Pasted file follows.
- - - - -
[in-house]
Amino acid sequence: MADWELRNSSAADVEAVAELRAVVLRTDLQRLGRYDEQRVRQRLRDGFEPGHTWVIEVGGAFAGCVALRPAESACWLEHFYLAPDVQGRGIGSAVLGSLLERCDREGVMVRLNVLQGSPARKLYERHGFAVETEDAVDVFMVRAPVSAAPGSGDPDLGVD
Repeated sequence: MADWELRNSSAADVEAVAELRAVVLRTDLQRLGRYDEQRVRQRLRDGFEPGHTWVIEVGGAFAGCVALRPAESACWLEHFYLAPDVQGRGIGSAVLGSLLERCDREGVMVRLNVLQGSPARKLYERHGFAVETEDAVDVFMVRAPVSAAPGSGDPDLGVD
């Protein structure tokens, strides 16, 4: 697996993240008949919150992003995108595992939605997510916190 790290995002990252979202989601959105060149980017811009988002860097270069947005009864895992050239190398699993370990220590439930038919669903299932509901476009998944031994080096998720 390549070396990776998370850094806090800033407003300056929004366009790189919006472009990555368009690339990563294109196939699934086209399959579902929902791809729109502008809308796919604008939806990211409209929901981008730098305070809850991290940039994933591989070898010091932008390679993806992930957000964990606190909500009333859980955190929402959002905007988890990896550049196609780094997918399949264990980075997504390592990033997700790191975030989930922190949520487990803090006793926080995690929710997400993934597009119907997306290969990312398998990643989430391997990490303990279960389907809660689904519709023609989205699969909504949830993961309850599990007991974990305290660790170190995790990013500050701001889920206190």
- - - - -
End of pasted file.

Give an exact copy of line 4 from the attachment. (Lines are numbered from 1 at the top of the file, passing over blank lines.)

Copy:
């Protein structure tokens, strides 16, 4: 697996993240008949919150992003995108595992939605997510916190 790290995002990252979202989601959105060149980017811009988002860097270069947005009864895992050239190398699993370990220590439930038919669903299932509901476009998944031994080096998720 390549070396990776998370850094806090800033407003300056929004366009790189919006472009990555368009690339990563294109196939699934086209399959579902929902791809729109502008809308796919604008939806990211409209929901981008730098305070809850991290940039994933591989070898010091932008390679993806992930957000964990606190909500009333859980955190929402959002905007988890990896550049196609780094997918399949264990980075997504390592990033997700790191975030989930922190949520487990803090006793926080995690929710997400993934597009119907997306290969990312398998990643989430391997990490303990279960389907809660689904519709023609989205699969909504949830993961309850599990007991974990305290660790170190995790990013500050701001889920206190």